College of Integrated Science and Engineering

Promoting Sustainable Energy for Kids


 

By: Daniel Vieth

Though we sometimes forget it, creativity and learning can and should go hand in hand. This simple idea is what drives the KidWind Challenges, a national engineering and design competition that encourages middle and high school students to learn about sustainable energy in a way that is fun and educational. These challenges have become a big deal in Virginia, thanks in large part to JMU’s Center for Wind Energy, who has hosted KidWind challenges for the past three years. With the help of the generous donations from Dominion Virginia Power and a number of student volunteers, JMU will host the KidWind Eastern Finals later this year.

KidWind is a Minnesota company that makes hands-on educational equipment for classrooms to teach wind and solar energy. Since KidWind hosted their first challenge back in 2009, these competitions have grown in popularity and spread across the nation. Though the events in each state may vary, the basic premise is for small teams of middle and high school students to learn about sustainable energy and have fun while engaging in science and technology.  “It’s very creative, and it’s definitely working through the engineering design process,” explained Remy Pangle, Associate Director and Education & Outreach Coordinator for JMU’s Center for Wind Energy. Other than the stock electrical generator given to each team, the students have to build and design their own wind turbines from scratch that are then evaluated by a team of judges at their local competition. They’re judged on how their turbine works, and asked to explain why wind energy is important, why we build turbines, and how it helps our environment,” Pangle added. 

JMU’s Center for Wind Energy has been involved with KidWind for the past three years, helping host a competition in 2012 at the science museum in Richmond, a competition in 2013 at Thomas Harrison Middle School in Harrisonburg, and qualifying rounds in Virginia Beach and Northern Virginia in 2014. “The Center for Wind Energy brings all this renewable energy education to the classroom, so it was just a natural flow to work with the KidWind Challenge once their structure was finalized,” said Pangle.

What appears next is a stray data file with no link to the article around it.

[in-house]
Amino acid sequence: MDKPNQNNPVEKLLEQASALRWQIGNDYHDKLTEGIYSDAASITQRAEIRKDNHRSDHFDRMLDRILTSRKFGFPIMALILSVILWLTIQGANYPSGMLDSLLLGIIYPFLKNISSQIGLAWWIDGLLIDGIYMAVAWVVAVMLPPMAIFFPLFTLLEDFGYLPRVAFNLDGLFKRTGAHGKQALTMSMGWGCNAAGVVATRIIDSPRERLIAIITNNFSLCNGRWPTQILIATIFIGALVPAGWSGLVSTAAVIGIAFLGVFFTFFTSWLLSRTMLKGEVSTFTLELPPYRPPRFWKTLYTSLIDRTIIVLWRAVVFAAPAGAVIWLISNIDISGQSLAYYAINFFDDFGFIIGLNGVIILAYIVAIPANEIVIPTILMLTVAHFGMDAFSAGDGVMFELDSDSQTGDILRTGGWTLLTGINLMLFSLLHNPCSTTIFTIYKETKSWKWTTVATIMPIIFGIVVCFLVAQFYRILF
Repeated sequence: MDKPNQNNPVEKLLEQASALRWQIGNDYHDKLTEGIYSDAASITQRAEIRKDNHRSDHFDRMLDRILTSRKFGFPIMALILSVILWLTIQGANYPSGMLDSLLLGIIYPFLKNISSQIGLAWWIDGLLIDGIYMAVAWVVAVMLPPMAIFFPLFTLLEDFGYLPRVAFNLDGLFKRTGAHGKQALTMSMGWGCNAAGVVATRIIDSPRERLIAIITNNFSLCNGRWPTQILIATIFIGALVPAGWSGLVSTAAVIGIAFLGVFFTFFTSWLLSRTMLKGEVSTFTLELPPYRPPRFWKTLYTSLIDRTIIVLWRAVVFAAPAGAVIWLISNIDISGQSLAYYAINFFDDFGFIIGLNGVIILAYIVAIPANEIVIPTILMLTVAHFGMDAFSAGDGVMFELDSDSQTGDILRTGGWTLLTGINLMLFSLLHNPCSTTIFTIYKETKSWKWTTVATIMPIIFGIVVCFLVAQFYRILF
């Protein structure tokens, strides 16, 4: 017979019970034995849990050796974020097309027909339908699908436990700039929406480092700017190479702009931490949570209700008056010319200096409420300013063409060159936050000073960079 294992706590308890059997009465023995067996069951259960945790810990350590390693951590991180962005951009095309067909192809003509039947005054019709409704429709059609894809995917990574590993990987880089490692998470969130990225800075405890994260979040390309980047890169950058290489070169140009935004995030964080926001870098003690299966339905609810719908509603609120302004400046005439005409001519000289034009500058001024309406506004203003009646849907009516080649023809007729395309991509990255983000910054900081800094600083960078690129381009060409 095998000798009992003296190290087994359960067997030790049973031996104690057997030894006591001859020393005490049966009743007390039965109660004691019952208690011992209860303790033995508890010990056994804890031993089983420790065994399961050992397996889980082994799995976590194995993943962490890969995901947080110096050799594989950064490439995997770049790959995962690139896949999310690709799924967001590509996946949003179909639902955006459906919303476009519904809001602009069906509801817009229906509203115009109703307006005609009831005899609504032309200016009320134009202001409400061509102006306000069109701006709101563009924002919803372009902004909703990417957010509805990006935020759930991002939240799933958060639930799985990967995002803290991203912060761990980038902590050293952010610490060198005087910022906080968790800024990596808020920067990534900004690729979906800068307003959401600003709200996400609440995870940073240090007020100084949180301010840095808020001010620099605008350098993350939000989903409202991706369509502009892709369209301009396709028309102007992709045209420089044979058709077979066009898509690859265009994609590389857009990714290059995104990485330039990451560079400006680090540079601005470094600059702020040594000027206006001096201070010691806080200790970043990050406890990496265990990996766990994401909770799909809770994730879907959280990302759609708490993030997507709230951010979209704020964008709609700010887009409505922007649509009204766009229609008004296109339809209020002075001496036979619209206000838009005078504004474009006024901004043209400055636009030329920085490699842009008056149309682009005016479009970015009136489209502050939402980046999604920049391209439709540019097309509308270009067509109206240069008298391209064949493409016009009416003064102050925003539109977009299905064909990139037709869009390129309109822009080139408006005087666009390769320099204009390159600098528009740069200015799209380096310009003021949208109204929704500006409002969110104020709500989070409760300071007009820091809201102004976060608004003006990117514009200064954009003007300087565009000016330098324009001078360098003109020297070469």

This year, the Center for Wind Energy will be putting together qualifying challenges at four public Virginia universities and hosting KidWind’s Eastern Finals at JMU on April 25th. “These events are really the culmination of the year. These students have spent all year learning about wind energy, but this gives them that application, the reason why they’re learning all this,” said Pangle. “I think that this challenge at JMU is just a great way to bring young learners on campus, show them how awesome JMU is, and for us to show what the Center for Wind Energy can do for students and teachers.”

Along with KidWind, JMU has partnered with a number of other organizations to help put these challenges together. This includes Wind For Schools, the Virginia Department of Mines, Minerals and Energy, and this year’s sole sponsor Dominion Power, who donated $20,000 to fund the five competitions at Virginia’s universities. “Unlike similar competitions where teams pay a ton of money to register, KidWind only costs $10 to register, so the KidWind Challenges have to run on sponsors in every state,” Pangle explained. “Dominion Power was one that I reached out to, and they were very excited and gave us a substantial amount!”

More than the funds to put the events together, these challenges couldn’t happen without the help of the volunteers and judges who give their time. For this reason, the Center for Wind Energy has created an interdisciplinary course this spring semester for students to earn credit while helping put together the Eastern Finals this year. “We were hoping to get students from disciplines like engineering, ISAT, education, hospitality, psychology, and art to join the class and help plan activities, volunteer at the events, and critique it so it can be better for next year,” explained Pangle. “This class is going to come up with some age-appropriate, interesting, and educational things for the students to do here at JMU apart from the challenges.”

KidWind Challenges are a wonderful way for students to have fun while learning about science, technology, and sustainable energy outside of the classroom. By hosting these events, JMU and the Center for Wind Energy also gain the opportunity to engage with the community. 

"KidWind Challenges are very much about promoting education rather than competition." -Remy PangleWe want it to be exciting and get kids thinking and designing,” said Pangle. “If they win, that’s great, but if they don’t win they’ll still walk away thinking they had fun and learned something, and that’s what really matters.”

Published: Monday, February 2, 2015

Last Updated: Wednesday, March 16, 2016

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